Now all the above mean that you have the luxury of choosing it’s placement as many people don’t have that many options. In any case there is no right or wrong and each position can give you different results so take some time in trying out different placements in order to determine what sounds better to you. For our testing we opted for a corner placement in the front left side of our viewing position.
After connecting the PB-1000 with a single RCA cable we made the necessary calibrations on our Onkyo AV receiver in a single 5.1 channels surround system. For our music testing we opted for a 2.1 channels setup using only the front channels and the SVS subwoofer.
For this review we decided to try out the exact same films that we had tried out during our SB-1000 testing. We did that in order to compare the differences between the performance of these two and determine which one is better for film viewing. As such for our first test we opted for the 4K UHD version of Saving Private Ryan with it’s kick ass Dolby Atmos track and more specifically we watched two scenes. The opening one with the landing on Omaha beach and the last which is the Battle or Ramelle.
For the opening sequence the low end action started from the very beginning as the marine boats approached the beach and the German artillery shells were exploding on the water surface with the PB-1000 giving you a small glimpse of what is about to come. When the Allied soldiers reach the beach the real fun begins. There is so much low end action in the whole sequence that is very hard to distinguish specific moments but it is amazing how the sonic assault of the subwoofer kept us shaking on our seats.
The Saving Private Ryan mix has a very natural and raw texture to it and each explosion or machine gun fire was being pumped out with great detail and resolution. It was impressive how low the sub could dig and one wouldn’t expect that from such a small cabinet and 10″ driver but the SVS really did it. But while the PB-1000 was able to hit and shake us with it’s masterful low end don’t expect to feel the air pressure you would with some of the bigger boys in the SVS range and this was to be expect to be honest. The PB-1000 can really perform according to it’s class and this is what matters the most.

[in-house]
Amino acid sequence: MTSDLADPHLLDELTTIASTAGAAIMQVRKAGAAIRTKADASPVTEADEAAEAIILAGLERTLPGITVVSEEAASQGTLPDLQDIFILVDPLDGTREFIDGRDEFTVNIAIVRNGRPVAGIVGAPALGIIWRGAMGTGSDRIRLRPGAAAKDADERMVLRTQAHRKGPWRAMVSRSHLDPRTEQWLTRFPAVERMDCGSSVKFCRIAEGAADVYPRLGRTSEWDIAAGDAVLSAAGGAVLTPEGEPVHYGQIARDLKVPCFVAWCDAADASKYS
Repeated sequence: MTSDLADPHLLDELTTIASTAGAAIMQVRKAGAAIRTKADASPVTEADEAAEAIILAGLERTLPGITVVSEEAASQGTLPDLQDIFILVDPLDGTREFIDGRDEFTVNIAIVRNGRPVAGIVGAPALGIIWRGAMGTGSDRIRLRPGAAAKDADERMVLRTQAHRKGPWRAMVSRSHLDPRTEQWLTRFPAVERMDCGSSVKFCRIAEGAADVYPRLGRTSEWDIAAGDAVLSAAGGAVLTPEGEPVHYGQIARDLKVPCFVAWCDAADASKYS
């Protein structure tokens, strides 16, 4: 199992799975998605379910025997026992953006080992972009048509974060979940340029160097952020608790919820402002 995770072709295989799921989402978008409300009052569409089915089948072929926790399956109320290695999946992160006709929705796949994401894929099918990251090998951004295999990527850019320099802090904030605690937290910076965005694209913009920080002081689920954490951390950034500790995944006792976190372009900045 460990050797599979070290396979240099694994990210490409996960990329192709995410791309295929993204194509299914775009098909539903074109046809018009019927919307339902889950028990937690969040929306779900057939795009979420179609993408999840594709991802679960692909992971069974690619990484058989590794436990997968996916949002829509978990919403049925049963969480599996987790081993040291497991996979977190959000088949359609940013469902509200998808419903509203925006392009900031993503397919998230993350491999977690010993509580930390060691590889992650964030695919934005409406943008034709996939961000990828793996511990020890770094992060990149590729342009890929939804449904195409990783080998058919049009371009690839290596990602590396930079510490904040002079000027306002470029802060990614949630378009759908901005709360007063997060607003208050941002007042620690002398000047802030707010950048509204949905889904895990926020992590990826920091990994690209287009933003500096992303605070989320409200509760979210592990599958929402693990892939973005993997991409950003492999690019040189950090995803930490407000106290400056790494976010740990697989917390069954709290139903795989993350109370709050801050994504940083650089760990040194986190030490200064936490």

Skipping forward to the Battle of Ramelle we once again found ourselves in the middle of the action. The subwoofer didn’t loose a single moment and reproduced the terrifying rumble of the Tiger and Panzer tanks with great authority. The shaking felt real as if a tank was right outside our building. Tank fire had the necessary weight while ordnance explosions and weapons fire had a very natural tone to them. When the tank buster destroyed the Tiger on the bridge in the last scene of the battle the PB-1000 went all out with it’s explosive sonic wave.
Next we tried something a bit different so the 4K UHD of Jurassic World was the perfect choice with it’s amazing DTS:X mix. This track is more subtle and has a more balanced output compared to the war torn Saving Private Ryan but it had also plenty of moments where the PB-1000 could flex it’s muscles.
Obvious moments include the stomping sound of the Indominous Rex footsteps while dinosaurs roars, explosions and various low end effects were always reproduced very accurately while never felt muddy or lost in details. The subwoofer felt right at home with such a film and gave us another excellent performance. This is not a film that asks for raw performance and it shows the qualities such a low cost subwoofer can give you.
Closing this part of our review we can definitely say that the PB-1000 can do amazing things with films. It seems that the port design really is what is needed to give you the extra punch some scenes can ask for while continuing to give a very tight controlled and extremely deep low end. The SB-1000 had left us with great impressions when we did that review but the PB-1000 even managed to go a small step further.